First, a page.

ATHENS - The Central Archaeological Council (KAS) of the Greek ministry for culture and tourism has given green light to the restoration of the ancient theatre of Delos, one of the most important religious centres of ancient Greece, an islands of the Cyclades where Apollo, god of light, was born according to mythology. It is no coincidence that the centre of the theatre, the orchestra, is considered to be the brightest point in the Mediterranean in a study of the University of Athens. The ancient theatre of Delos is one of the few that were completely built in marble. Its construction started around 314 BC and ended around 70 years later, in 250 BC. In 88 BC, the theatre, which has a capacity of up to 6,500 spectators, was abandoned after the Mithridates plundered the island. Today, exactly 2,100 years later, the Central Archaeological Council approved a project for the restoration of the monument. Read more.
London (CNN) — It sits in the ancient heart of Rome and is an emblem of the city’s imperial history as well as an icon of Italy.
But plans to restore Rome’s nearly 2,000-year-old Colosseum are causing rumblings among heritage workers and restorers, compounded by reports in December that small amounts of powdery rock had fallen off the monument.
The current $33 million (25 million euro) restoration plans to restore the Flavian amphitheater, which once hosted spectacular shows and gruesome gladiatorial battles, are being sponsored by Diego della Valle, of luxury Italian brand Tod’s, in exchange for advertising rights.
Restoration of the monument, which attracts up to two million visitors a year, is due to go ahead in March and will involve cleaning of the travertine exterior, the restoration of underground chambers, new gating, the moving of visitor service stations to an area outside of the building itself and increased video security. Read more.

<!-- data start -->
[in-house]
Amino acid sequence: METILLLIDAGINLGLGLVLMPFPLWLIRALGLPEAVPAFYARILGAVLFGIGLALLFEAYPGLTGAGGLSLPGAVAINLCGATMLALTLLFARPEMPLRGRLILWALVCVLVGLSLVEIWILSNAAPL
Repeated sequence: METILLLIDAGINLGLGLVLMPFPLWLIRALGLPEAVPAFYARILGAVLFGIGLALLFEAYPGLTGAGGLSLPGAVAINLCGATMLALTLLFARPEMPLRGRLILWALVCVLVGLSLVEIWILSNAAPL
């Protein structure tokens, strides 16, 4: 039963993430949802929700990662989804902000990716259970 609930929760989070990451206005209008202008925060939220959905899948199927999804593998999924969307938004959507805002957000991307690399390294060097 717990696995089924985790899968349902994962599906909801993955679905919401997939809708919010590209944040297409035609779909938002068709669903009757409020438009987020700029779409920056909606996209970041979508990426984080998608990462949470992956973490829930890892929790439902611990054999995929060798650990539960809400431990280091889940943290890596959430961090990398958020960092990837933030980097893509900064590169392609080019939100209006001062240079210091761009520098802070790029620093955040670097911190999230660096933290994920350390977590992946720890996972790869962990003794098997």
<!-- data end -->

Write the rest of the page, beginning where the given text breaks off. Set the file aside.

KAILUA-KONA, Hawaii — A tsunami-damaged ancient Hawaiian stone platform used for worship has been restored.
Ahuena Heiau, Inc. is a nonprofit organization of volunteers from West Hawaii serving as primary caretakers of the heiau. The group says the year-long effort to restore the heiau in Kailua-Kona on the Big Island involved 3,000 hours of volunteer service. The heiau is on the grounds of King Kamehameha’s Kona Beach Hotel, which suffered damage from the tsunami triggered by the March 11 earthquake in Japan. The heiau is also on the national and state registers of historic places.
Many believe it to be one of the most culturally significant sites inHawaii.
The project was funded in part by the Hawaii Tourism Authority. (source)
The Qutb Shahi kings can rest in peace. Their final abode is in for restoration at last. The Agha Khan Trust for Culture (AKTC) has come forward to take up conservation and landscape restoration of the Qutb Shahi Tombs complex. A formal MoU is expected to be signed between the AKTC and the State Department of Archaeology.
After successful restoration of the Humayun’s Tomb in Delhi, this will be the second heritage site to be developed by AKTC in India. The Historic Cities Programme of AKTC aims at conservation of best of Islamic architecture and traditions across the world.
Not just the cluster of seven Qutb Shahi tombs, but all the 150 graceful structures in the 130 acre royal necropolis will be restored in a way that can spur social, economic and cultural development. The grand mausoleums, including that of City founder, Mohd Quli Qutb Shah, are known for elaborate and intricate architecture. Read more.